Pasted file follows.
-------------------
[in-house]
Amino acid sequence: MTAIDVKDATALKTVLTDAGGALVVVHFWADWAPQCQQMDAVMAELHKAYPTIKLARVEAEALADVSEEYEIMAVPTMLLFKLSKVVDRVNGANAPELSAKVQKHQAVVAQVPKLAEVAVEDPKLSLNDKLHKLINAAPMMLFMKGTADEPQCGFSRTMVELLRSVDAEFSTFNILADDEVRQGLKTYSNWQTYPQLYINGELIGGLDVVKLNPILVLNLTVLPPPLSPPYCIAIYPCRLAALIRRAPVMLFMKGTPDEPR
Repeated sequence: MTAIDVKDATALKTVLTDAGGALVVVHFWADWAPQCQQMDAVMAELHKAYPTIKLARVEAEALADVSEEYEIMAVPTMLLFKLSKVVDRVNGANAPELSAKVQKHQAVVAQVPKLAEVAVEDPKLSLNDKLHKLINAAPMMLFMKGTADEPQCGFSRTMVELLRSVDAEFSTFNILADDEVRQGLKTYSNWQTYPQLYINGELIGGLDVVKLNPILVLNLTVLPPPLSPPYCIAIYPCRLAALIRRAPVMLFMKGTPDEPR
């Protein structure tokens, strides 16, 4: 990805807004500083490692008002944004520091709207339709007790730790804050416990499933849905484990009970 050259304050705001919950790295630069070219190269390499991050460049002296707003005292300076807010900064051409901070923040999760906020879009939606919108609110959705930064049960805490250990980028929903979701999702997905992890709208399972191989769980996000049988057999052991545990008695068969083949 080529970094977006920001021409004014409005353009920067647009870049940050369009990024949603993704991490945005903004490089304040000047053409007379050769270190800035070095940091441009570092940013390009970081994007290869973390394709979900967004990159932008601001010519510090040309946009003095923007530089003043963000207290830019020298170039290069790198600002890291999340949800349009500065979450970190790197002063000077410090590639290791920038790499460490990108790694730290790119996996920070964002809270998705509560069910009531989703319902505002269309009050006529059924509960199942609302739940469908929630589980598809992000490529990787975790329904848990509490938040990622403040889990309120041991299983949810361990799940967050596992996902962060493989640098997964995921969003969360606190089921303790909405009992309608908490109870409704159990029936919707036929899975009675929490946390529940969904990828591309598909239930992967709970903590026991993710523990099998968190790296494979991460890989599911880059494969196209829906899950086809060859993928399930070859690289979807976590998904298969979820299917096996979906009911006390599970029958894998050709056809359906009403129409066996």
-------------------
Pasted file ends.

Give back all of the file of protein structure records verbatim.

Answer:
[in-house]
Amino acid sequence: MTAIDVKDATALKTVLTDAGGALVVVHFWADWAPQCQQMDAVMAELHKAYPTIKLARVEAEALADVSEEYEIMAVPTMLLFKLSKVVDRVNGANAPELSAKVQKHQAVVAQVPKLAEVAVEDPKLSLNDKLHKLINAAPMMLFMKGTADEPQCGFSRTMVELLRSVDAEFSTFNILADDEVRQGLKTYSNWQTYPQLYINGELIGGLDVVKLNPILVLNLTVLPPPLSPPYCIAIYPCRLAALIRRAPVMLFMKGTPDEPR
Repeated sequence: MTAIDVKDATALKTVLTDAGGALVVVHFWADWAPQCQQMDAVMAELHKAYPTIKLARVEAEALADVSEEYEIMAVPTMLLFKLSKVVDRVNGANAPELSAKVQKHQAVVAQVPKLAEVAVEDPKLSLNDKLHKLINAAPMMLFMKGTADEPQCGFSRTMVELLRSVDAEFSTFNILADDEVRQGLKTYSNWQTYPQLYINGELIGGLDVVKLNPILVLNLTVLPPPLSPPYCIAIYPCRLAALIRRAPVMLFMKGTPDEPR
């Protein structure tokens, strides 16, 4: 990805807004500083490692008002944004520091709207339709007790730790804050416990499933849905484990009970 050259304050705001919950790295630069070219190269390499991050460049002296707003005292300076807010900064051409901070923040999760906020879009939606919108609110959705930064049960805490250990980028929903979701999702997905992890709208399972191989769980996000049988057999052991545990008695068969083949 080529970094977006920001021409004014409005353009920067647009870049940050369009990024949603993704991490945005903004490089304040000047053409007379050769270190800035070095940091441009570092940013390009970081994007290869973390394709979900967004990159932008601001010519510090040309946009003095923007530089003043963000207290830019020298170039290069790198600002890291999340949800349009500065979450970190790197002063000077410090590639290791920038790499460490990108790694730290790119996996920070964002809270998705509560069910009531989703319902505002269309009050006529059924509960199942609302739940469908929630589980598809992000490529990787975790329904848990509490938040990622403040889990309120041991299983949810361990799940967050596992996902962060493989640098997964995921969003969360606190089921303790909405009992309608908490109870409704159990029936919707036929899975009675929490946390529940969904990828591309598909239930992967709970903590026991993710523990099998968190790296494979991460890989599911880059494969196209829906899950086809060859993928399930070859690289979807976590998904298969979820299917096996979906009911006390599970029958894998050709056809359906009403129409066996």